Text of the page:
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Obama Fracks, Greens Sulk

Greens widely hailed President Obama’s decision to block the construction of the Keystone XL pipeline, but was that move just setting up a pivot toward brown? Following his State of the Union address, the President announced plans to increase demand for natural gas by supporting infrastructure that makes use of it, as well as by opening up millions of acres of offshore real estate to new drilling. This policy could yield several political benefits. For starters, green industry has yet to become the job-creating dynamo Obama promised; brown jobs, meanwhile, are there for the taking. Even better, America’s expanding  production and vast reserves of shale gas mean less reliance on foreign sources of energy.  Natural gas is also both greener and cheaper than oil at current prices. Cheap, greener, and locally produced: What’s not to love?

Plenty, say the implacable greens. Despite all the upsides, they have criticized the plan, citing the fact that more and more American natural gas is produced via fracking and offshore drilling, two of their greatest bugbears.  A little gratitude for the President’s politically risky call on the Keystone decision would seem to be in order, but that is not how the green lobby works. Yes, yes, they say, we know you fell on your sword for us over Keystone, but what have you done for us lately?

The President could use some nicer friends.

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  • Kenny

    Call a spade a spade.

    The Greens believe that America already consumers too much energy and that we and the world would be better off — in their minds, at any rate — if U.S. energy was more expensive.

    That Obama is somewhat favorable to fracking only shows the power of a pending election.

  • a nissen

    WS Heard on the Street 1/26/12J LIAM DENNING:

    “If his latest State of the Union address is anything to go by, President Obama has found religion on natural gas. Don’t expect the gas industry or its investors to rejoice.

    The success of the exploration and production, or E&P, sector in developing America’s unconventional gas has crushed prices. This is good for bill-paying voters, so the White House would like to encourage it. Problem is, what is really needed is more demand. The oil price is now about 40 times the price of gas. On an energy-equivalent basis, oil should be only six to 10 times higher. The market is saying use less oil and more gas.

    Unfortunately, that is easier said than done. The anticipated switch from coal-fired electricity to more derived from gas is proving gradual. Increased gas exports, if they happen, remain years off. Converting vehicles to run on natural gas is another strategy. But Joe Petrowski, chief executive of fuel distributor Gulf Oil, estimates there might be an extra 300,000 gas-fueled vans and trucks on the road this year, boosting gas demand by just 2%.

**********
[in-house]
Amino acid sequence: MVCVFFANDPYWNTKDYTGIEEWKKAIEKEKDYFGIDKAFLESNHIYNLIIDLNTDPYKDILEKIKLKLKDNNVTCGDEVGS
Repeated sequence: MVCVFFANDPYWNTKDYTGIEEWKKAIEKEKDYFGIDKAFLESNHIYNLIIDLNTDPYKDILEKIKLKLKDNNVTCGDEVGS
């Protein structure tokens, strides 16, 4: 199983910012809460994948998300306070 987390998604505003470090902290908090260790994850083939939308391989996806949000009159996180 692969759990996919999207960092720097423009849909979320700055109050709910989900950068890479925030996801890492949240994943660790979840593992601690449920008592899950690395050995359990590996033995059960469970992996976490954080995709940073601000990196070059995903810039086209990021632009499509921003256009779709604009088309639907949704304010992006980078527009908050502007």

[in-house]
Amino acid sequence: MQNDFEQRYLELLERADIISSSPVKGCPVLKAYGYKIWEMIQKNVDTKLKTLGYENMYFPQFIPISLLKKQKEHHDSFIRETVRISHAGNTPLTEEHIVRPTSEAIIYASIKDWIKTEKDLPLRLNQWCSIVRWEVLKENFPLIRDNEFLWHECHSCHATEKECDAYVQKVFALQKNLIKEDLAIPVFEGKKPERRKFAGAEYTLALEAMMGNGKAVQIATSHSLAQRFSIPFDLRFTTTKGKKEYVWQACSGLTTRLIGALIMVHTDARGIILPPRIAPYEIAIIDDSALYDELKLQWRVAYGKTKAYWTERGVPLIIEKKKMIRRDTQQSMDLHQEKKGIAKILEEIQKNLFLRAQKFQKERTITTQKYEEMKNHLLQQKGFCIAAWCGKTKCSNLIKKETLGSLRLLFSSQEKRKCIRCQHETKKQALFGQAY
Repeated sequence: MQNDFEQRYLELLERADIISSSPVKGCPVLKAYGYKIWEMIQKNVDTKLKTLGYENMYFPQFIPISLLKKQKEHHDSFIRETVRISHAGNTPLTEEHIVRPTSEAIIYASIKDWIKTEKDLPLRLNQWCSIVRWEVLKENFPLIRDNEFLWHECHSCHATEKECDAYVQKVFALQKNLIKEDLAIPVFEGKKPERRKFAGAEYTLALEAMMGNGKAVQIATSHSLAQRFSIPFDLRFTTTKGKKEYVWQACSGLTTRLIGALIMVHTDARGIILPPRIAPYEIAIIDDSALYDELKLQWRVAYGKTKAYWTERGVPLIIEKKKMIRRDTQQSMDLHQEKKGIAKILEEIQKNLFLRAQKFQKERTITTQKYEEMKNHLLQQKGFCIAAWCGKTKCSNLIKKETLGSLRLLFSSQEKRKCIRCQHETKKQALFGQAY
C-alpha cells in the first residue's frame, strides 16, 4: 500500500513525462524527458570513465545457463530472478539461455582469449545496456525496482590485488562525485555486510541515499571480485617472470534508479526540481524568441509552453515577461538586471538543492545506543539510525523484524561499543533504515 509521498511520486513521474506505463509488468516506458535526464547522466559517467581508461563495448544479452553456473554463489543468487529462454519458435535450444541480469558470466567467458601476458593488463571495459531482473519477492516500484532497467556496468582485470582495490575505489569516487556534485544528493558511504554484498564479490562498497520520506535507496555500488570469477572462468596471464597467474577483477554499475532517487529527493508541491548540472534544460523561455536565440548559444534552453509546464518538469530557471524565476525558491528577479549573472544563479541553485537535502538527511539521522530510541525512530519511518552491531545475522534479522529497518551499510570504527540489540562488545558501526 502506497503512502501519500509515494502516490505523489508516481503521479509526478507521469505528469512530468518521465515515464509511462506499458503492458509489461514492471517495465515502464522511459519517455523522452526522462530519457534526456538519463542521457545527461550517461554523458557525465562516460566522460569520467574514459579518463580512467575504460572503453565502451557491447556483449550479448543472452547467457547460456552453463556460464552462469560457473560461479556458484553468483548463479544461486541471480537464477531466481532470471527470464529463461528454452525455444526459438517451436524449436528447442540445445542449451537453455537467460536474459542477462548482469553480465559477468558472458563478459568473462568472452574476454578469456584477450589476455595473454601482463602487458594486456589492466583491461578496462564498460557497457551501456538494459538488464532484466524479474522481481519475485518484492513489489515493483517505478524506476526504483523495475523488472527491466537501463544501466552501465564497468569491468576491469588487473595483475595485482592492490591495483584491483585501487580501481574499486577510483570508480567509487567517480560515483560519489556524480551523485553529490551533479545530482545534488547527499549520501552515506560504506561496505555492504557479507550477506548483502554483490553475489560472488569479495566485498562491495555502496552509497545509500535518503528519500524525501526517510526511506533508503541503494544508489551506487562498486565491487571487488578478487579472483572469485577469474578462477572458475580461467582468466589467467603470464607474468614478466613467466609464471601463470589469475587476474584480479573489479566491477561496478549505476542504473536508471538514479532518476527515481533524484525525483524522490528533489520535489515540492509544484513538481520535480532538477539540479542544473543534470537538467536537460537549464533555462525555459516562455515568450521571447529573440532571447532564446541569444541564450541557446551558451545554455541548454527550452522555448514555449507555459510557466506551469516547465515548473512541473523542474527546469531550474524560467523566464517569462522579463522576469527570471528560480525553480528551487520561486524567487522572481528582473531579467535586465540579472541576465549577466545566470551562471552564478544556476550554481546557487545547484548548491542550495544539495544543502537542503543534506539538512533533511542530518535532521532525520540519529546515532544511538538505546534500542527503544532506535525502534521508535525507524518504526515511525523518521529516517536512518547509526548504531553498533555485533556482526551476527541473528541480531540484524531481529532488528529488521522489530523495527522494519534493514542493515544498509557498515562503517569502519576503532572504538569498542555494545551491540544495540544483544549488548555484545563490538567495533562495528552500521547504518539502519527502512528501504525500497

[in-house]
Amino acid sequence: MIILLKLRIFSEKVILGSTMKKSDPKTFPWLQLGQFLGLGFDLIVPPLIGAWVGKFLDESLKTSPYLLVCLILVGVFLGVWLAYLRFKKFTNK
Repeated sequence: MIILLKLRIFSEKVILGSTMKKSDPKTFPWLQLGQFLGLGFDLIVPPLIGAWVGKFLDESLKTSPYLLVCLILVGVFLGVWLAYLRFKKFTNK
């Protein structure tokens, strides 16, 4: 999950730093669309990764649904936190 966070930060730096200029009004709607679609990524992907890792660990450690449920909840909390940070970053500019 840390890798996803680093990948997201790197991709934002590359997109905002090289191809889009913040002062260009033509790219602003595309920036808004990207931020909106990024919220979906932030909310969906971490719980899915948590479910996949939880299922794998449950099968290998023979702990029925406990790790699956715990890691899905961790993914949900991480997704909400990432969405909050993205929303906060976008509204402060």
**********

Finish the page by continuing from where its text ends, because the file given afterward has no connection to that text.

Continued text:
If gas is to strengthen anytime soon, it won’t be due to surging demand, but reduced supply. Chesapeake Energy, the biggest independent U.S. gas producer, issued on Monday an effective “pre-buttal” of the president’s speech, announcing drilling cutbacks….”

  • Kenny

    The conversion of power plans from coal to natural gas will happen a lot faster than Nissen thinks, especially with coal under intense attack from the Obama Administration.

    Just today, First Energy said that they’re closing three coal fire plants in Ohio

  • Michael Caton

    It seems like this kind of thing happens a lot – left-leaning groups with “general election tunnel vision” on their issue – and it’s probably a result of the nature of left and right coalitions. Right coalitions (these days) are motivated by team-player ideals, and people look past the substance on the issues for the most part as long as their guy sounds like them and goes to the right church. While this isn’t a good way for a voter to expect results, it’s great for the political party, which moves with a unity that the left can’t muster. As for the left, people are much more oriented toward issues, often single issues. So in this case, even though Obama lost points for “falling on his sword” over Keystone, the environmental groups don’t want any compromise at all, and don’t care that a 100% environmental focus would mean no second term. This is true of most leftish causes. The emergence of a single- or few-issue/no compromise group on the right (i.e. the Tea Party) has so far not been a win for the GOP and I don’t think it’s a coincidence that we’re seeing some of the most vicious campaigning of modern times in the first post-Tea Party GOP primary.

  • mesquito

    This is a true story.

    An oil company exec and an NRCC functionary were taking a break from from a meeting of one of the regulatory boards that have all but replaced our democracy. The conversation was amiable, and the exec asked the NRCC guy what the enviromentalists’ ultimate goal was. “To prohibit the use of fossil fuels, of course.”

    “Well,” said the exec. “What are we going to replace them with?”

    “Oh, that’s your problem.”

  • Randy

    Dr. M,

    The Puffington Host link is from last April. Might need to flog some interns.

  • a nissen

    That was Denning, not Nissen doing the thinking. I (and a few others) introduce new riffs in hopes of improving the improvisation whenever commenters again and again parrot WRM, i.e,, “reading the pudding” vs a mutual admiration society.

    Michael C.,
    Very interesting! Obama will lose because of selfish environmentalists and the GOP will lose because of the vicious campaigning compelled by the no-compromise Tea-Party. This puzzler leads to but one conclusion—at last, the long awaited Third Party arises and WINS! No? Shucks.

  • Walter Sobchak

    And us brown’s don’t trust him either.

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